Ungerboeck Digital - Blog



Let's Encrypt!



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Jul 08, 2016
website security

A few months ago we all watched the encryption battle between Apple and the FBI. That all came to a raher undramatic end, but it definitely worked to put a spotlight on the issue of online security/encryption.

Encryption is very important when it comes to the internet, as it is key in making your website a safe spot for users. A secure website gives users the confidence to navigate and interact in a trusted environment. The easiest way to spot a secure website is by checking the URL bar on your browser. If a website has a secure connection, it will display a lock icon or a green bar, as you can see on the image below:


For a long time, getting a SSL certificate – data files that digitally bind a cryptographic key to your organization details and when installed in your web server, activates the padlock and the https protocol, allowing for secure connections between the web server and the browser - was a costly and demanding process. You could either setup SSL on your own server, which required you to be familiar with servers and network configurations or you could use the secured server that your web host provided.  

In an effort to provide a more secure connection for every website out there, with low cost and easy-to-use service, the Internet Security Research Group (ISRG), sponsored by companies such as Mozilla, Google, Facebook and Cisco, created “Let’s Encrypt,” a free, automated and open certificate authority (CA) for the public’s benefit. With Let’s Encrypt, users can setup an HTTPS connection for their website and have it automatically obtain a browser trusted certificate, without any human intervention. Let’s Encrypt can be installed on shared servers on host providers such as Site Ground, which means that you no longer need a dedicated server with a dedicated IP address to have a secure connection, and did I mention, is FREE?!

Although Let’s Encrypt was released just 18 months ago, it already has more than a million certificates, helping to secure more than 2.4 million domains on the web.
Using the service is very simple: Let’s Encrypt simply runs a certificate management agent on your own website server (your host provider) instead of a third party server. Basically, there are two steps necessary for it to work:

1. The certificate management agent needs to validate that your domain is in fact controlled by your webhost. To achieve this, Let’s Encrypt creates a new key par file in a specified path on the web server and validates its content against its CA upon signature – note that when a secure connection is requested, the domain must sign in with the certificate authority. Let’s Encrypt CA simply checks that the key pair value on the file has the expected content.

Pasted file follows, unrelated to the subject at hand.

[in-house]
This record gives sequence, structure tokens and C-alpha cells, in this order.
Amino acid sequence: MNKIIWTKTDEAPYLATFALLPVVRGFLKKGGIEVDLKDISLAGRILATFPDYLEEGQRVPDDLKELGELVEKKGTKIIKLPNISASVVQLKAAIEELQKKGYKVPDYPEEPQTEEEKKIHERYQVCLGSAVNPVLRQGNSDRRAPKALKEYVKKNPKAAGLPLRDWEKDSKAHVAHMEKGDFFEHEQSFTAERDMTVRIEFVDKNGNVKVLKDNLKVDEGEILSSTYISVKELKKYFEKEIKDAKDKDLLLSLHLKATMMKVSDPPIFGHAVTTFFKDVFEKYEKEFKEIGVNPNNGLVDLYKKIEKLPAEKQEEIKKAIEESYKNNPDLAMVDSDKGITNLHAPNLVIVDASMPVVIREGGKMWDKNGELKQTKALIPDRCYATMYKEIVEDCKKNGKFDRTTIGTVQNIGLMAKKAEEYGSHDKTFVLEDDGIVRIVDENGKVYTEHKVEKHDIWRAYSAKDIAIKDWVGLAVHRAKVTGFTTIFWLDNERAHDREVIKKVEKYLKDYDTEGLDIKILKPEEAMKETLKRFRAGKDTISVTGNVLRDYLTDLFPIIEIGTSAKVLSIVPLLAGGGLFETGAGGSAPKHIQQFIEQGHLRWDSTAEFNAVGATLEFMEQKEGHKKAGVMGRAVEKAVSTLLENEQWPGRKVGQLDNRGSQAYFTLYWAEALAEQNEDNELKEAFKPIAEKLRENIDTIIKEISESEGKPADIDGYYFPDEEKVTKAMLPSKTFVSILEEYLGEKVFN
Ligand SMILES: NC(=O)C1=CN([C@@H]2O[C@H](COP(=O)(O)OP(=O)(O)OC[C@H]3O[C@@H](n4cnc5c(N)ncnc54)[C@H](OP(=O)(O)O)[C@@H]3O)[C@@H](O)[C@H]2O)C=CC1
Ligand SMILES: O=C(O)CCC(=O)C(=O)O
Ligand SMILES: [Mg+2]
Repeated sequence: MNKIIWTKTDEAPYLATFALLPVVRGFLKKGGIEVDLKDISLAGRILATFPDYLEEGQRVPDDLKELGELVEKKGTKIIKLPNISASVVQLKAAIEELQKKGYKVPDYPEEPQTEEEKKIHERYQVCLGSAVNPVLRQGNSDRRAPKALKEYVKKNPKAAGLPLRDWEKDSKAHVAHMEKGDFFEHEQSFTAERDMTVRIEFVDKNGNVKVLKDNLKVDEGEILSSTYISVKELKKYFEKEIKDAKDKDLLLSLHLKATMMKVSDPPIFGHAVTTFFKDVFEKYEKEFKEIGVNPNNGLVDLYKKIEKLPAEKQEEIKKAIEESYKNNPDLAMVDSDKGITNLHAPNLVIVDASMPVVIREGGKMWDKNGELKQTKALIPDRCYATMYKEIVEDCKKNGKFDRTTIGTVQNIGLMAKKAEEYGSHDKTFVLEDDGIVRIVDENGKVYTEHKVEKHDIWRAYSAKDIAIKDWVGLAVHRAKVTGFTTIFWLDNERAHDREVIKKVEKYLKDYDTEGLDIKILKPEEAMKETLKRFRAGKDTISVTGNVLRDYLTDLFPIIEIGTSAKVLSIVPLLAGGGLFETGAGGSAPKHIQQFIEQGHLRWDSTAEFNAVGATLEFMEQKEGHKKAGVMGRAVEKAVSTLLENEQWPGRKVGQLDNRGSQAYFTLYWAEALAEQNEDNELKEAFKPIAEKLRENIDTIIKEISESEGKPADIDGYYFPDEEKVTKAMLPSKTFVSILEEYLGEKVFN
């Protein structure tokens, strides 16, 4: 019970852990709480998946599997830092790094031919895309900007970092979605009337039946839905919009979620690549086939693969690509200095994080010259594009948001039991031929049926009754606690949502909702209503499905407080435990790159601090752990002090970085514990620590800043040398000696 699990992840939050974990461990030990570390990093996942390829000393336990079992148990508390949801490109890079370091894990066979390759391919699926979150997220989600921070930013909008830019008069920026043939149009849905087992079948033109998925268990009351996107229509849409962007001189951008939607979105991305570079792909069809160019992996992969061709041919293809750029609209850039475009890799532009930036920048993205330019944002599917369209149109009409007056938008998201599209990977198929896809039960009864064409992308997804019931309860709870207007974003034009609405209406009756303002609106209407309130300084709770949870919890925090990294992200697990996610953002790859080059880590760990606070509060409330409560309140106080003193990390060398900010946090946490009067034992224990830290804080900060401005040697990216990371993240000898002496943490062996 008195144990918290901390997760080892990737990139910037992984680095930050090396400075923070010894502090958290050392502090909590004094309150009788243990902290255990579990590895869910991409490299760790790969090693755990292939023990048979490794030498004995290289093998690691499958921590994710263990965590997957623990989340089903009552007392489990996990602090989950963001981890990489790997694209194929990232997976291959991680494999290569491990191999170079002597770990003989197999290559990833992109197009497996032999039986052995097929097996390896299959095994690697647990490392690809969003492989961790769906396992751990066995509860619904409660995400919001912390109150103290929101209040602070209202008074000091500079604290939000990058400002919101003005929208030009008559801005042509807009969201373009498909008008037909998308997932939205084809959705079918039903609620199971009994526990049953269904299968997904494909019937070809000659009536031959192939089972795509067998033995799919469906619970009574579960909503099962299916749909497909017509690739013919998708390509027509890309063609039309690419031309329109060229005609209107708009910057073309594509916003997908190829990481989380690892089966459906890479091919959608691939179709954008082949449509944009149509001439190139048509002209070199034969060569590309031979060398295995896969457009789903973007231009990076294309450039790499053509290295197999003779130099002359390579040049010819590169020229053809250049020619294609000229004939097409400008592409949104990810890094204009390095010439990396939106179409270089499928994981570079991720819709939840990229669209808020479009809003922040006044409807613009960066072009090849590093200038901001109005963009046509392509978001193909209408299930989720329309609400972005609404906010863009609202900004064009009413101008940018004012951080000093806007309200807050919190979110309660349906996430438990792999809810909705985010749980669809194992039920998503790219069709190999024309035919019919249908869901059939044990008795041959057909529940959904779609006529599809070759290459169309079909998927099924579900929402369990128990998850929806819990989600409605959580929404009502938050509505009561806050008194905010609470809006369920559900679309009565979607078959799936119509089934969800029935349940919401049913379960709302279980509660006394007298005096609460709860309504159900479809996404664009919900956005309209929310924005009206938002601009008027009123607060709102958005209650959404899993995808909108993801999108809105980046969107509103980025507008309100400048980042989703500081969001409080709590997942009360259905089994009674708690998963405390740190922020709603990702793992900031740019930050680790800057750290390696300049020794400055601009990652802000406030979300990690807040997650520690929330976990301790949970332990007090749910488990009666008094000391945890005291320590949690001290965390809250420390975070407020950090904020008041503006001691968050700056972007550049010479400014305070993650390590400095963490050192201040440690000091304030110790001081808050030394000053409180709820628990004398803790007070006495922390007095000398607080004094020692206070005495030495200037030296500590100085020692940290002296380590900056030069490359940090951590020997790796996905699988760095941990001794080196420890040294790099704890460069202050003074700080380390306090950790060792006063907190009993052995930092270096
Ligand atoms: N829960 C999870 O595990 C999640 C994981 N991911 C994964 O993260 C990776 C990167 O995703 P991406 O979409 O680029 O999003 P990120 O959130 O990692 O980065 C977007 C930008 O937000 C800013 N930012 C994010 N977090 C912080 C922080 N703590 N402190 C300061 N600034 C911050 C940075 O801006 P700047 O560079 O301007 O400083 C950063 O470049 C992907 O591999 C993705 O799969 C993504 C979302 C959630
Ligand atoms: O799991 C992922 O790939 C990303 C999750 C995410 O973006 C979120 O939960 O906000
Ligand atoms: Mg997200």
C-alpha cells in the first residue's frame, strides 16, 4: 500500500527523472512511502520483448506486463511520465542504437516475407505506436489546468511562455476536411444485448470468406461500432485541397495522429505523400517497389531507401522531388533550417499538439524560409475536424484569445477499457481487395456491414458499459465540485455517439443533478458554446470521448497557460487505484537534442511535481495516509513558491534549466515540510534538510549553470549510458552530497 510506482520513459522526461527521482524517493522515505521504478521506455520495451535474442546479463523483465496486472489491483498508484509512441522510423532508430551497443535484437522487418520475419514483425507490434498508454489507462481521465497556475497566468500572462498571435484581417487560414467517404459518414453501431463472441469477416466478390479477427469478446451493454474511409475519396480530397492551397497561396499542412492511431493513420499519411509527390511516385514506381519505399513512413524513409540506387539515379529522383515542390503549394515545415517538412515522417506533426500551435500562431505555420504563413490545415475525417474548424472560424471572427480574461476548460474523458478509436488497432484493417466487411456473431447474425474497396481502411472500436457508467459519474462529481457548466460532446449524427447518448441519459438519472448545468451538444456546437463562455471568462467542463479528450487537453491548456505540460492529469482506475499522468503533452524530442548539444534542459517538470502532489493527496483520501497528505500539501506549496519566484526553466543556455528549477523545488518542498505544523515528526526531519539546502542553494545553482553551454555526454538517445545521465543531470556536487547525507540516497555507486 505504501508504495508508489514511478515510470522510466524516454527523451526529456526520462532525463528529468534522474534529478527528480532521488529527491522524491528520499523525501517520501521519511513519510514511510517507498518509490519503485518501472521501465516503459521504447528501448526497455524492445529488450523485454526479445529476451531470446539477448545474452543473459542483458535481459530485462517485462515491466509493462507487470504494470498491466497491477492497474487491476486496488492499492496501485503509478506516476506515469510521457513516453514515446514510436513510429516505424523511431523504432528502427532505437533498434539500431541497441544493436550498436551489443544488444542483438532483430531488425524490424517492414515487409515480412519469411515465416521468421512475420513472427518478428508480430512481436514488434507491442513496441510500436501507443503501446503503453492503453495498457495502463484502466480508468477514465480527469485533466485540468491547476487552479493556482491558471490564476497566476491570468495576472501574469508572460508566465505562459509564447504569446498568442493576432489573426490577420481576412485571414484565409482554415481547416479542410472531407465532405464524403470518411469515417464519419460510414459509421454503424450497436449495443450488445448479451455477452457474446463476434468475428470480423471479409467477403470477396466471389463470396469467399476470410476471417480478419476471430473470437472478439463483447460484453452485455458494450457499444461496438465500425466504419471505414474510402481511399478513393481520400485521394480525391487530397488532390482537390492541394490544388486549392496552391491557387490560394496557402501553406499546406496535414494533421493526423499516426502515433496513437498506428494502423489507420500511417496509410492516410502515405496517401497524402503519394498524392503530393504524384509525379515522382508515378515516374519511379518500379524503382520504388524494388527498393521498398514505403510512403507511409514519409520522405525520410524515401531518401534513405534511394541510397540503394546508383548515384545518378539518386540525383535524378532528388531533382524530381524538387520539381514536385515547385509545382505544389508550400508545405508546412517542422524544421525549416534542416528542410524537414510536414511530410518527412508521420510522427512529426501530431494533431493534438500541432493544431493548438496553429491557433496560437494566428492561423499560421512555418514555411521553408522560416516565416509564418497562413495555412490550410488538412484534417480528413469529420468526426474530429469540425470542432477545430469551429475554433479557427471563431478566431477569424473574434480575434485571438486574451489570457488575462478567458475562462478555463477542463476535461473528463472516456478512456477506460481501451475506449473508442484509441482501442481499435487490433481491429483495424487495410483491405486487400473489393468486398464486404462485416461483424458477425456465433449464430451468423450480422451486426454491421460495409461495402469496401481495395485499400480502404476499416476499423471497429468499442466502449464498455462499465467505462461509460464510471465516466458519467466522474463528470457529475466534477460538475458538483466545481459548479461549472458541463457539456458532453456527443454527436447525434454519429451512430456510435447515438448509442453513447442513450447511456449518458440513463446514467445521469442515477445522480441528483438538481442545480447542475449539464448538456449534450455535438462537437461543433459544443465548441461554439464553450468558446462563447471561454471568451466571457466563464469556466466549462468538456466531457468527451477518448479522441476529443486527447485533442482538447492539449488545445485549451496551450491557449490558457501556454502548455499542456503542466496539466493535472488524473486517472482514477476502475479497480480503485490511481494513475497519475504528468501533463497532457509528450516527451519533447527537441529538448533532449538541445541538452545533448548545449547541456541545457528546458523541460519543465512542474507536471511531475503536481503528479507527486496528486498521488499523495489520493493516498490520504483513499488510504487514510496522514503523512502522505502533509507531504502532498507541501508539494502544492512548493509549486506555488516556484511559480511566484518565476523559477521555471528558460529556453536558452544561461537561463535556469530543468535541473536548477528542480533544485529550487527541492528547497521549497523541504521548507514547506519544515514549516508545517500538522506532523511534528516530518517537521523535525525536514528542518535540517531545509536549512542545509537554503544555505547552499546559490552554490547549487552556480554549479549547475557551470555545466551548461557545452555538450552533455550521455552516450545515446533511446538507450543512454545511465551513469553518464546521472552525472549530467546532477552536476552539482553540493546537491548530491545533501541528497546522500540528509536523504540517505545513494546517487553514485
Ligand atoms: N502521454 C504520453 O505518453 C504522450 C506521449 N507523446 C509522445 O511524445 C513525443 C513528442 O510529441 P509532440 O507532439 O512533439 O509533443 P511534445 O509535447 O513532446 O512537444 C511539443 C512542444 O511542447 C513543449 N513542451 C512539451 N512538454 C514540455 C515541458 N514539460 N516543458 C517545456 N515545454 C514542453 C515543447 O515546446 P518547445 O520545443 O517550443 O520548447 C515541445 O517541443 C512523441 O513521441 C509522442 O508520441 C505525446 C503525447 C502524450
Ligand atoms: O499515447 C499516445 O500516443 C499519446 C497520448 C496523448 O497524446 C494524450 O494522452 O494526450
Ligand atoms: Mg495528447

2. Once the agent has validated the domain, it creates a PKCS#10 Certificate Signing Request that tells Let’s Encrypt to issue the certificate with a specified public key. That public key is sent back to the agent, which at that point knows that a secure connection is valid.  


Encryption and secure connections on the web have always been important. But these days, it’s extra important because Google. Google sees value in providing a secure navigation for end users, and because of that, it has started giving a ranking boost to all web sites with a secure protocol (HTTPS). Although minor, it can potentially impact your SEO results, and it will put your website under a competitor that has HTTPS.

A secure connection is also important to keep your personal data encrypted and unavailable to hackers and malicious websites. It is especially important on web sites where payments can be made, as you do not want to have your credit card information travelling over the web without any encryption. The whole internet is moving toward a more secure place, and Let’s Encrypt is a great initiative that lets sites of all sizes in on the action. To know more about Let’s Encrypt, please visit https://letsencrypt.org/. To  know more about security and what else you can do to make your web site safer, contact us.


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